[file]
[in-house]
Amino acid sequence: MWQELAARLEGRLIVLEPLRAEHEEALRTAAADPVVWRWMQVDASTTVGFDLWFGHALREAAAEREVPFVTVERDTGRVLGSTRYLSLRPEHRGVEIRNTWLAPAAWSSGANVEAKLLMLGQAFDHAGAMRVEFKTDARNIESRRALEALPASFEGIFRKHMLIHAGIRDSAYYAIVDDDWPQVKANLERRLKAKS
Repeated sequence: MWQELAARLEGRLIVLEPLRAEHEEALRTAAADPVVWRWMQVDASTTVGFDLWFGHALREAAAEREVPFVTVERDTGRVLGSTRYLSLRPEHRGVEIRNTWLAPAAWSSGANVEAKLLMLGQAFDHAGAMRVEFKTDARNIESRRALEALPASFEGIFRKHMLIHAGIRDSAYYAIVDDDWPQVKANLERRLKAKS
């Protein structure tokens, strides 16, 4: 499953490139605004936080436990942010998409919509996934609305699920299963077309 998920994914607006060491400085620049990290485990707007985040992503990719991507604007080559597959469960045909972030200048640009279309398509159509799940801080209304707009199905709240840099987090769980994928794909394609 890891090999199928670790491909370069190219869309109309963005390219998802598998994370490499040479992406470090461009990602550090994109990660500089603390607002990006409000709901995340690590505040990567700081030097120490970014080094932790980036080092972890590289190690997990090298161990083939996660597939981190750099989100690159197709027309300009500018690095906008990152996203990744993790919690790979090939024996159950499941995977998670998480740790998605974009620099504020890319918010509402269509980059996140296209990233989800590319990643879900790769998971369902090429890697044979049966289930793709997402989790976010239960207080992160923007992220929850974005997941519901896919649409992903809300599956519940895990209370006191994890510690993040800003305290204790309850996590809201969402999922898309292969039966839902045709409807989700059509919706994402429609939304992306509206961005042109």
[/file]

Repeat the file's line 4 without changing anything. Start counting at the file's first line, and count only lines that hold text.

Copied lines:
């Protein structure tokens, strides 16, 4: 499953490139605004936080436990942010998409919509996934609305699920299963077309 998920994914607006060491400085620049990290485990707007985040992503990719991507604007080559597959469960045909972030200048640009279309398509159509799940801080209304707009199905709240840099987090769980994928794909394609 890891090999199928670790491909370069190219869309109309963005390219998802598998994370490499040479992406470090461009990602550090994109990660500089603390607002990006409000709901995340690590505040990567700081030097120490970014080094932790980036080092972890590289190690997990090298161990083939996660597939981190750099989100690159197709027309300009500018690095906008990152996203990744993790919690790979090939024996159950499941995977998670998480740790998605974009620099504020890319918010509402269509980059996140296209990233989800590319990643879900790769998971369902090429890697044979049966289930793709997402989790976010239960207080992160923007992220929850974005997941519901896919649409992903809300599956519940895990209370006191994890510690993040800003305290204790309850996590809201969402999922898309292969039966839902045709409807989700059509919706994402429609939304992306509206961005042109």